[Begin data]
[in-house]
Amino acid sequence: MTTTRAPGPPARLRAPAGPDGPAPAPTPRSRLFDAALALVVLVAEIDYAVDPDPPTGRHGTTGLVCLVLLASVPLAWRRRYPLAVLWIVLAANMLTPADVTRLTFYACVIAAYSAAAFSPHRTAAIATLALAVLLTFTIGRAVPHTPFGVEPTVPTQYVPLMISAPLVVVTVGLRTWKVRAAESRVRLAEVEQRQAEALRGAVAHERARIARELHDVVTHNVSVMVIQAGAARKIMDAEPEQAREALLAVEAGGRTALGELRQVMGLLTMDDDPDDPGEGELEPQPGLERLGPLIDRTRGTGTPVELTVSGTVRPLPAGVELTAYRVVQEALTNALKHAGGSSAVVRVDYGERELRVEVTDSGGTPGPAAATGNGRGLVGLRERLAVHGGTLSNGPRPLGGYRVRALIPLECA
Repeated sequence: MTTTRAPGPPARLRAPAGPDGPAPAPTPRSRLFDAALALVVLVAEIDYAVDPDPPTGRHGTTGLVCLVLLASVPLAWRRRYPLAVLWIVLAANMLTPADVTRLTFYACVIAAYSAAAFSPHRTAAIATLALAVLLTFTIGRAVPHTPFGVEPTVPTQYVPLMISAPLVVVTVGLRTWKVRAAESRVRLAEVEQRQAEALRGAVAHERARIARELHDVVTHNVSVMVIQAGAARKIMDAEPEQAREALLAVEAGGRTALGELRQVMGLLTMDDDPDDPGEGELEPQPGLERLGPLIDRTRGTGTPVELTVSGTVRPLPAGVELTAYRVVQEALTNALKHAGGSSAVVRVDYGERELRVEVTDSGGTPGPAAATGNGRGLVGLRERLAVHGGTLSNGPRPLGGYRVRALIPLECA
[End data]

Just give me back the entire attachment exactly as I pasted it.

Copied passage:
[in-house]
Amino acid sequence: MTTTRAPGPPARLRAPAGPDGPAPAPTPRSRLFDAALALVVLVAEIDYAVDPDPPTGRHGTTGLVCLVLLASVPLAWRRRYPLAVLWIVLAANMLTPADVTRLTFYACVIAAYSAAAFSPHRTAAIATLALAVLLTFTIGRAVPHTPFGVEPTVPTQYVPLMISAPLVVVTVGLRTWKVRAAESRVRLAEVEQRQAEALRGAVAHERARIARELHDVVTHNVSVMVIQAGAARKIMDAEPEQAREALLAVEAGGRTALGELRQVMGLLTMDDDPDDPGEGELEPQPGLERLGPLIDRTRGTGTPVELTVSGTVRPLPAGVELTAYRVVQEALTNALKHAGGSSAVVRVDYGERELRVEVTDSGGTPGPAAATGNGRGLVGLRERLAVHGGTLSNGPRPLGGYRVRALIPLECA
Repeated sequence: MTTTRAPGPPARLRAPAGPDGPAPAPTPRSRLFDAALALVVLVAEIDYAVDPDPPTGRHGTTGLVCLVLLASVPLAWRRRYPLAVLWIVLAANMLTPADVTRLTFYACVIAAYSAAAFSPHRTAAIATLALAVLLTFTIGRAVPHTPFGVEPTVPTQYVPLMISAPLVVVTVGLRTWKVRAAESRVRLAEVEQRQAEALRGAVAHERARIARELHDVVTHNVSVMVIQAGAARKIMDAEPEQAREALLAVEAGGRTALGELRQVMGLLTMDDDPDDPGEGELEPQPGLERLGPLIDRTRGTGTPVELTVSGTVRPLPAGVELTAYRVVQEALTNALKHAGGSSAVVRVDYGERELRVEVTDSGGTPGPAAATGNGRGLVGLRERLAVHGGTLSNGPRPLGGYRVRALIPLECA